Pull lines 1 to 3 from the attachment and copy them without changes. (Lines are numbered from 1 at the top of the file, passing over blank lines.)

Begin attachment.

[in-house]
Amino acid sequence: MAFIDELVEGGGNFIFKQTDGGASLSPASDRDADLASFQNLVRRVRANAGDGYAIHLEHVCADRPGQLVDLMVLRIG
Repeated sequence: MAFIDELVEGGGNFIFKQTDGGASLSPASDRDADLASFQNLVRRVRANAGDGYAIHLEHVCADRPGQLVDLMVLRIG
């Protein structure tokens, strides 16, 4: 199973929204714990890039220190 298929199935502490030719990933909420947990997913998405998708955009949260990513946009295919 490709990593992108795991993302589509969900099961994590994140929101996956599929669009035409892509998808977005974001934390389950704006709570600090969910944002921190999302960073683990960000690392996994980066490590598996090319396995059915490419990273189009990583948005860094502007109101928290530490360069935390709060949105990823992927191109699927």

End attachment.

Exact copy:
[in-house]
Amino acid sequence: MAFIDELVEGGGNFIFKQTDGGASLSPASDRDADLASFQNLVRRVRANAGDGYAIHLEHVCADRPGQLVDLMVLRIG
Repeated sequence: MAFIDELVEGGGNFIFKQTDGGASLSPASDRDADLASFQNLVRRVRANAGDGYAIHLEHVCADRPGQLVDLMVLRIG